Since the European arrival, racist and misguided government policies caused a great deal of damage to the Inuit way of life, causing mass death and other suffering. Circa 1970, strong Inuit leaders came forward and pushed for respect for the Inuit and their territories. One of the resulting land-claims agreements created the Canadian territory of Nunavut, the largest land-claims agreement in Canadian history. In recent years, circumpolar cultural and political groups have come together to promote the Inuit people and to fight against ecological problems, such as the greenhouse effect and resulting global warming, which heavily affects the Inuit population due to the melting and thinning of the arctic ice and die-offs of arctic mammals. Nunavut premier Paul Okalik took the lead in this regard in a First Ministers' meeting discussing the Kyoto Accord.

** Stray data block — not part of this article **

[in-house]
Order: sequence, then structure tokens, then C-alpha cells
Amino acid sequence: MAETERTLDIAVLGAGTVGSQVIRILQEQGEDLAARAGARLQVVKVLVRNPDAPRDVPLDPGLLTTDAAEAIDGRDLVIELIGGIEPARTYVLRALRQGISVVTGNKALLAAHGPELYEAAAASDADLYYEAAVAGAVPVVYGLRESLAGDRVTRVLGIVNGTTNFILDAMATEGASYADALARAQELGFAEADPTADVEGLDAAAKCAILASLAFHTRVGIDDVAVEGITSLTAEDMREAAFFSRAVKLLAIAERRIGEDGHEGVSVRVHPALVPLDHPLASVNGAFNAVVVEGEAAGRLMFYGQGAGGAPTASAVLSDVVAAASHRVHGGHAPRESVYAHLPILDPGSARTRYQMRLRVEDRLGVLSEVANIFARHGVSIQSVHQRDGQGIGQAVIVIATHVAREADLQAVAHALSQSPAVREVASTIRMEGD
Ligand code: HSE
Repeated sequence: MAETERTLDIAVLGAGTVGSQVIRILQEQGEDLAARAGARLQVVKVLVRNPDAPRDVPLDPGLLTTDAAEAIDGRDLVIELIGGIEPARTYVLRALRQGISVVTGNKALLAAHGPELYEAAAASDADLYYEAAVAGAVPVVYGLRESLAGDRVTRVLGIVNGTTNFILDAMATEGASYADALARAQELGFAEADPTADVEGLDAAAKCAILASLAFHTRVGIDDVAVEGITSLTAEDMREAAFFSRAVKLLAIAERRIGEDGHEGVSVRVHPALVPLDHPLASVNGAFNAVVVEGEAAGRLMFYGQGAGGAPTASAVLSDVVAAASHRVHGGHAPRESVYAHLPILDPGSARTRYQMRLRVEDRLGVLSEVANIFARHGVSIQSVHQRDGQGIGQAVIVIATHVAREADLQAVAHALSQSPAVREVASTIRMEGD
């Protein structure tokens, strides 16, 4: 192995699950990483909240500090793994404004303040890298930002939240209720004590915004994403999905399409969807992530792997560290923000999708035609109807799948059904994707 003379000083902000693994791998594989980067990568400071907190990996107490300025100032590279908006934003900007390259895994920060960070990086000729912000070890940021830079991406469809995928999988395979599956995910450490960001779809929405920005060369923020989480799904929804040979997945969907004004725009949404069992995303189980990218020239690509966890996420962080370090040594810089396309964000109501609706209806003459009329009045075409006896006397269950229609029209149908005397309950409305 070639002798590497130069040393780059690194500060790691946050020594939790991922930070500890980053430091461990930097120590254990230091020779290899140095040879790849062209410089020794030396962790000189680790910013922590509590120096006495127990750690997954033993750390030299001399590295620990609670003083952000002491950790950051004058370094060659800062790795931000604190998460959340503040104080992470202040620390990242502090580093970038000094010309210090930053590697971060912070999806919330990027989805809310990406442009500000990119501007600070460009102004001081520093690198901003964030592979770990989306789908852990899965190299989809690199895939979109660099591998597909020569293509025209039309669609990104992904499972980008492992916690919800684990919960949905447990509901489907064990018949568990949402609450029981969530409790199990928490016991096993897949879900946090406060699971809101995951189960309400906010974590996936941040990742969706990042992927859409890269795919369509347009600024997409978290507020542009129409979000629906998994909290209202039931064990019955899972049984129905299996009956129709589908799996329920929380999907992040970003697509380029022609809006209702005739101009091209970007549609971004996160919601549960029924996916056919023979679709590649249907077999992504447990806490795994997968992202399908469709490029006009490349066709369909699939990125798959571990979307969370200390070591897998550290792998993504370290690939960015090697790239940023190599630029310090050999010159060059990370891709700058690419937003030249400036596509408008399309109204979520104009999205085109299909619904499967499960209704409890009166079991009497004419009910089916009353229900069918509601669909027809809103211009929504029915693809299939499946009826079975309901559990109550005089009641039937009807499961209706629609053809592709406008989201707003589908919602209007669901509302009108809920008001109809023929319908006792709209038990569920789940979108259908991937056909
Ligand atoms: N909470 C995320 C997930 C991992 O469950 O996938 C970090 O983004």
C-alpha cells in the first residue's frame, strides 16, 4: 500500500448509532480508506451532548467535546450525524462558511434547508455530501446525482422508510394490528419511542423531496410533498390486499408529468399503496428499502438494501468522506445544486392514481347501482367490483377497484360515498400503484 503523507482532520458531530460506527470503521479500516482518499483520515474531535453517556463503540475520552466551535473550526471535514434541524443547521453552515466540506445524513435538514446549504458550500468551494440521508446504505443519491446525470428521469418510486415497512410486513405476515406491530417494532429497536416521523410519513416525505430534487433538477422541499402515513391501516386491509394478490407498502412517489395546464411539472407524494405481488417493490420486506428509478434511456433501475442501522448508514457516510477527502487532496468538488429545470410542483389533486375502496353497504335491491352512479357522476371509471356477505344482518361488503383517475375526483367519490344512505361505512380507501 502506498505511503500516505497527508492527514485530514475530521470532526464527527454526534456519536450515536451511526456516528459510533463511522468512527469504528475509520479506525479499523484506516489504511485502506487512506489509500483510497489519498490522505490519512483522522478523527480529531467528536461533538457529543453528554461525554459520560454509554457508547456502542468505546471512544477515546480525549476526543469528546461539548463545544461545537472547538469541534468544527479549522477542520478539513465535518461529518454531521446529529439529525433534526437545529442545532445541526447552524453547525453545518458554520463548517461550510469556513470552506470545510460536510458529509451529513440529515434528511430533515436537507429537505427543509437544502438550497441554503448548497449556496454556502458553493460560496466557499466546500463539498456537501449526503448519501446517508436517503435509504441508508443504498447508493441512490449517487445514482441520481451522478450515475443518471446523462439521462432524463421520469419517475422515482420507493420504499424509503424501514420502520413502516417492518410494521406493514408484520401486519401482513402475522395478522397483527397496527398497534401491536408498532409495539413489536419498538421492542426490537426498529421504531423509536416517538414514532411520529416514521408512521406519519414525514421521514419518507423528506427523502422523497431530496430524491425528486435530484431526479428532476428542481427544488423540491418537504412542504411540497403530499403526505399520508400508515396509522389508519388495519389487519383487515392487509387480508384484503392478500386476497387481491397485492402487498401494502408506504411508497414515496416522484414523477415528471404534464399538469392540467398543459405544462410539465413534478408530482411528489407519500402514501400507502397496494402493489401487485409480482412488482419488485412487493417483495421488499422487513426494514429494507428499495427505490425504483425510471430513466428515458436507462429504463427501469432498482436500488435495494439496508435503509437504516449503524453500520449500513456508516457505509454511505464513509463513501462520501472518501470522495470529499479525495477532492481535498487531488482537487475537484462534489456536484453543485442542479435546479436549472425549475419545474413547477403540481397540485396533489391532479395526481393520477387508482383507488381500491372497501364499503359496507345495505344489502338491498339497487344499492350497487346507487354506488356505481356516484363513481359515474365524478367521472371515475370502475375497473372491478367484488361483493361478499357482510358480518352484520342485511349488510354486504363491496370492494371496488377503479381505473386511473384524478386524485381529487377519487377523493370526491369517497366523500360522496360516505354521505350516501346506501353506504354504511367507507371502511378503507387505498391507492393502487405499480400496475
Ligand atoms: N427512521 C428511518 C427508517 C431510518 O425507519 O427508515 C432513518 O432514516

Culture

One of the most famous Inuit artists is Pitseolak Ashoona. Susan Aglukark is a popular Canadian singer. In 2002 the feature film from Isuma Productions (with all dialogue in the Inuktitut language and written, filmed, produced, directed, and acted almost entirely by Inuit of Igloolik) was released world wide to great critical and popular acclaim. Jordin Tootoo became the first Inuit to play in the National Hockey League in the 2003-04 season, playing for the Nashville Predators.

(to do list: culture past and present, spirituality, customs, etc)

See also

Further reading

External links